Grandfather-Father-Son backup – how does the GFS backup scheme work?

In the world of cybersecurity, we have a few problems that need to be solved. One of them is consistent data protection, where the backup has/plays a special role. There is this unattainable dream to keep all of your backup copies forever. Unfortunately for many organizations, such a task would be simply impossible to execute. Keeping backups requires storage space, which runs out quite quickly. 

As a way to solve this problem, security professionals advise using backup schemes like FIFO (First-in-First-out) or GFS (Grandfather-Father-Son). This article will take a closer look at the most popular one – the GFS backup scheme. 

The role of the GFS backup scheme

What is the goal of using the GFS backup scheme, or any backup scheme in general? 

Well, it is quite straightforward. To optimize the way you store your backups so that you can store as many copies as possible, and at the same time keep the continuity of security of your data intact. You need to find a compromise between being able to protect all of your data and protecting your organization in general. This is where the GFS scheme shines. So let’s see how the GFS backup scheme works.

GFS backup scheme in practice

The first thing you need to know is what the GFS stands for, and what part is responsible for which type of copy. 

The GFS stands for:

  • G – Grandfather – a full copy of your data
  • F – Father – a differential copy of your data
  • S – Son – an incremental copy of your data

One of our older posts describes in detail what types of backup – forever incremental, synthetic, reverse incremental – are available to the user.

Grandfather – the full copy

Grandfather copy is a full backup copy. It is the oldest one and contains the most amount of data. By default, it is performed once a month. Usually, a single version is kept for 12 months ahead. You can keep copies for as long as you wish, all you need is available storage space.

Father – the differential copy

The father copy is a differential copy from the Grandfather’s full one, and other father copies. It takes all the changes that happened between the creation of those two. By default, it is performed once a week, usually at the end of it. The most common approach is to keep them for one month – but of course, you can keep them much longer. 

Son – the incremental copy

The son copy is an incremental copy from the Father differential one or other son copies. By default it is performed once a day, so by that, it is also (usually) the smallest one of them. You can decide for how long you want to keep those copies, but usually, they are kept for a week or two. Because if you are looking to restore data from like 3 weeks ago, you have father copies available.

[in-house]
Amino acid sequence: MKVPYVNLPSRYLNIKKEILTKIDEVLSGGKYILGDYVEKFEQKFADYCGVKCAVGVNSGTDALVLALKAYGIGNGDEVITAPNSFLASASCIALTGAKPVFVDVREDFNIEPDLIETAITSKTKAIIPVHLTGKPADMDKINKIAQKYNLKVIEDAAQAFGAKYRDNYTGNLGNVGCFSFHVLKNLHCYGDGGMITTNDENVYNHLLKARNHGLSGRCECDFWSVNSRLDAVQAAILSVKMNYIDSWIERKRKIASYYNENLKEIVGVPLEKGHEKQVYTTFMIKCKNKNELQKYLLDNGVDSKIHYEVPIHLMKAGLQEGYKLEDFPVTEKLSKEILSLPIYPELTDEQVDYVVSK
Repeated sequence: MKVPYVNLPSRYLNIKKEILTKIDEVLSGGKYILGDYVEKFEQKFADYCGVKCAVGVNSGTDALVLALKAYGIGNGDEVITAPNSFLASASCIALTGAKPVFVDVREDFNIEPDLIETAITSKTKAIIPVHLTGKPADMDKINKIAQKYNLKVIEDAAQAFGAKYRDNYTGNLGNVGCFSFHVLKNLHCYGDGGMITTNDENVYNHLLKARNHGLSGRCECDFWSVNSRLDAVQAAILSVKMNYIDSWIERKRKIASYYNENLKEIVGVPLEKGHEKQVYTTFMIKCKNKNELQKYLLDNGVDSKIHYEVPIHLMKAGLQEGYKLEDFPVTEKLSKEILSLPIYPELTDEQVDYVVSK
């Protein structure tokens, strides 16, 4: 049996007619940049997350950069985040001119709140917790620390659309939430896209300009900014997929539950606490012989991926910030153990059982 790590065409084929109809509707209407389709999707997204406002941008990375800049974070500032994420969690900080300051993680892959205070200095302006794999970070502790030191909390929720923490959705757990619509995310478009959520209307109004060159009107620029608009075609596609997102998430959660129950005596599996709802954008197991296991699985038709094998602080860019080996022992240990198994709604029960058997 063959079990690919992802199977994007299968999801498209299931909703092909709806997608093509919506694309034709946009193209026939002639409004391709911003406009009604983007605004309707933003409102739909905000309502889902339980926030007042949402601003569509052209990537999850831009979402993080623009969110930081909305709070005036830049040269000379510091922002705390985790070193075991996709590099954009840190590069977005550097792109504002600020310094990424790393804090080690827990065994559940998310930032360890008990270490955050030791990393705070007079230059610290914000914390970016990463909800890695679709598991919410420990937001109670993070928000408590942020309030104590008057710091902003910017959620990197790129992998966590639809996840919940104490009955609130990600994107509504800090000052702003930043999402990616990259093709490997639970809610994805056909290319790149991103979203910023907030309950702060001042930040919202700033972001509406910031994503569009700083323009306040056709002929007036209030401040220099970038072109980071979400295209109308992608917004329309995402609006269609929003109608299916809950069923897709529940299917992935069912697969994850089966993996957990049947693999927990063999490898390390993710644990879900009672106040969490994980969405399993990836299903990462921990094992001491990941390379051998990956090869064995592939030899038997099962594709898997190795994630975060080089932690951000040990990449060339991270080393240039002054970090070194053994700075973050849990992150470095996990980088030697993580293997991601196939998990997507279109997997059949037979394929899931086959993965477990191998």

Grandfather-Father-Son – a full backup policy

Having those three types of backup connected in one scheme allows admins to save many backup copies while maintaining a high level of data protection. By saving storage space admins can also keep backup copies for a much longer retention period. 

Keep in mind that to use the full potential of the GFS backup scheme you need to keep your backups on a very strict schedule. You need to create copies every month, every week, and every day if you want to be fully protected. 

Only with that strict schedule comes great data protection. Moreover, this way of creating copies allows for a very quick recovery in case of any disaster. In the worst-case scenario, you only need 8 copies to fully restore your data. 1 full copy – the Grandfather, 1 differential copy – the Father, and 6 incremental copies – Sons. 

Problems with the GFS backup scheme

While the GFS backup scheme is a great solution for the long-term retention of your copies, But it comes with some limitations too. Let’s discuss this in detail. 

Let’s assume that we use the GFS backup scheme to rotate our copies. We create full copies once a month and keep them for 12 months. We create differential copies, once a week, and keep them for 4 weeks. And we create incremental copies, once a day, and keep them for 7 days. 

So if we put the backups available for recovery on the calendar it will look something like that:

If we create a file on Monday in October, and then delete it on Wednesday, in the long-term this file is lost, and we are not able to recover it. 

How does Xopero ONE GFS backup works 

Let’s take a look at how you can set up the GFS backup scheme using Xopero ONE.

Xopero One allows users to flexibly set up every level of copies, whether they want to create backup every year, every two months, or even more often. And it doesn’t matter what type of copy users are setting up – full, differential, or incremental. 

They can adjust how often, and at what time the copies should be created, and for how long they should be retained. 


The GFS backup scheme is a great solution for keeping an organization protected on a very high level, additionally offering smart storage management and long-term retention. But it comes with the cost that the older the copies are, the less granular the recovery process becomes. In this case, users need to choose which is more important: better long-term storage management or the full protection of data. 

Let’s not forget that the use GFS – or FIFO – backup scheme provided by Xopero ONE presents you with the tools to utilize the full potential of those rotation schemes, giving you full control over retention, schedule, storage, and many more!